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Physiognomy (Greek Language physis, nature and gnomon, judge, interpreter) is a theory and a folk science based upon the idea that the study and judgement of a person's outer appearance, primarily the face, may give insights into their character or personality. The term physiognomy is also used to refer to the general appearance of a person, object, or terrain, without reference to its underlying or scientific characteristics. This article will deal with the theory of character evaluation.


The word was in common use in Middle English as fisnamy or visnomy (as in the Tale of Beryn, a 15th Century sequel to the Canterbury Tales: "I knowe wele by thy fisnamy, thy kynd it were to stele"). Its validity was once widely accepted, and it was taught in universities until the time of Henry VIII of England, who outlawed it (along with "Palmestrye") in 1531[1]. Around this time, scholastic leaders settled on the more erudite Greek form 'physiognomy' and began to discourage the whole concept of 'fisnamy'.

The following types of physiognomy may be distinguished:

  • absolute predictive physiognomy, in which there are believed to be invariable 100% correlations between physical features (especially facial features) and character traits; this has been disproven
  • scientific correlation physiognomy, in which there are believed to be rough statistical correlations between physical features (especially facial features) and character traits due to a person's physical preferences that are caused by corresponding character traits, such that gene mixing causes the correlations; this type of physiognomy is therefore allegedly based on genetic determinism of character. Although this type of physiognomy has generally been disproven as well, the idea has been revived as personology. The main explanation of personology, also a pseudoscience, is cultural/subcultural association with specific values and habits. For example, most Communist leaders in the world have narrow eyes. This is because the physical trait of narrow eyes just happens to occupy much the same geographical range as does the cultural world-view of Communism (East Asia), not because narrow eyes cause communist ideologies. See also: Post hoc, Non sequitur.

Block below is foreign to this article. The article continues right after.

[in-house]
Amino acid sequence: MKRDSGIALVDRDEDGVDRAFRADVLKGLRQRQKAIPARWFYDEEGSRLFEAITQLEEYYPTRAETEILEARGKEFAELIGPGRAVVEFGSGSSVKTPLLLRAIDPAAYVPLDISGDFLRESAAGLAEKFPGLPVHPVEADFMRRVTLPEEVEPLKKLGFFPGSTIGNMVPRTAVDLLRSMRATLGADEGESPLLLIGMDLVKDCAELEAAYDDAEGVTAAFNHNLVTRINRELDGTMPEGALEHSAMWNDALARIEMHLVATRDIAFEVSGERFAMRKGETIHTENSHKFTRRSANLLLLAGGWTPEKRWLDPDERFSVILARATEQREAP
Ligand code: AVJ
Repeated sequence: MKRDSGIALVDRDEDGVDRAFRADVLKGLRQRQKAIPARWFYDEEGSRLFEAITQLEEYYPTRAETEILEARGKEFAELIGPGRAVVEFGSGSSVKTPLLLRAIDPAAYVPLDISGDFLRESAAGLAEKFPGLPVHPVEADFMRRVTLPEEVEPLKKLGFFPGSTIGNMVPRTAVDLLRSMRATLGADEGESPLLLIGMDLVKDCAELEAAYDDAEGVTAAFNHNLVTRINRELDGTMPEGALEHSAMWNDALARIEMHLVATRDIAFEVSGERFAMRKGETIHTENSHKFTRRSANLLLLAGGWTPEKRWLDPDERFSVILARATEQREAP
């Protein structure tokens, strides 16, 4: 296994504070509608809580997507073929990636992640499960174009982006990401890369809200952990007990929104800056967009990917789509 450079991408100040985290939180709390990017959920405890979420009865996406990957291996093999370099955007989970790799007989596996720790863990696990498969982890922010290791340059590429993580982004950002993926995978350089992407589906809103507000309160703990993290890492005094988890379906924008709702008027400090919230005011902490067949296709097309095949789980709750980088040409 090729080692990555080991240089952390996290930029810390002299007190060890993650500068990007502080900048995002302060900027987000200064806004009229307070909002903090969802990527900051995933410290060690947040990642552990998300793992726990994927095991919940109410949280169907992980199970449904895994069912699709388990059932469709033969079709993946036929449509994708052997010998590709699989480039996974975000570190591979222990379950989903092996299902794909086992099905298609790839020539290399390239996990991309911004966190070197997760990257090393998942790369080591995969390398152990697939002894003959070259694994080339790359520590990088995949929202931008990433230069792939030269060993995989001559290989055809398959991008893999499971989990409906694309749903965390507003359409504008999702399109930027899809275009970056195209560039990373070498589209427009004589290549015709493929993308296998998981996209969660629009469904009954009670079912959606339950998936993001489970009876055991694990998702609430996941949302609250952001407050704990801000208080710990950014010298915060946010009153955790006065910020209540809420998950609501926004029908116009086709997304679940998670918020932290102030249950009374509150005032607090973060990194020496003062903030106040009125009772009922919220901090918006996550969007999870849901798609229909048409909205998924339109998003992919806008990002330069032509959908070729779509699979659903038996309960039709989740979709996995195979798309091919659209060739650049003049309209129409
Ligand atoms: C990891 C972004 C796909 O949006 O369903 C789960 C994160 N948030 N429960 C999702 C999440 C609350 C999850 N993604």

Ancient physiognomyEdit

Ancient Physiognomy is pure fiction:It is possible to infer character from features, if it is granted that the body and the soul are changed together by the natural affections: I say 'natural', for though perhaps by learning music a man has made some change in his soul, this is not one of those affections which are natural to us; rather I refer to passions and desires when I speak of natural emotions. If then this were granted and also that for each change there is a corresponding sign, and we could state the affection and sign proper to each kind of animal, we shall be able to infer character from features. (Trans. A. J. Jenkinson)

Koala-ag1

Koala eating eucalyptus - has it affected his physiognomy?

The Greek here is quite hard to express, but Aristotle seems to be referring to characteristics in the nature of each kind of animal thought to be present in their faces, that he is suggesting might be analysed for correspondences — for example the noticeable fondness of the Koala for eucalyptus leaves.

The first systematic treatise on physiognomy to survive to the present day is a slim volume Physiognomica (English: Physiognomics), ascribed to Aristotle, but probably of his "school" rather than by the philosopher himself. It is divided into two parts, conjectured to have been originally two separate works. The first section passes over arguments drawn from nature or other races, and concentrates on human behavior. The second section focuses on animal behavior, dividing the animal kingdom into male and female types. From these are deduced correspondences between human form and character.

After Aristotle, the major extant works are:

  • Polemo of Laodicea, de Physiognomonia (2c. A.D.), in Greek
  • Adamantius the Sophist, Physiognomonica (4c. A.D.), in Greek
  • An anonymous Latin author de Phsiognomonia (ca. 4c. A.D.)

Modern physiognomyEdit

Lavater

Johann Kaspar Lavater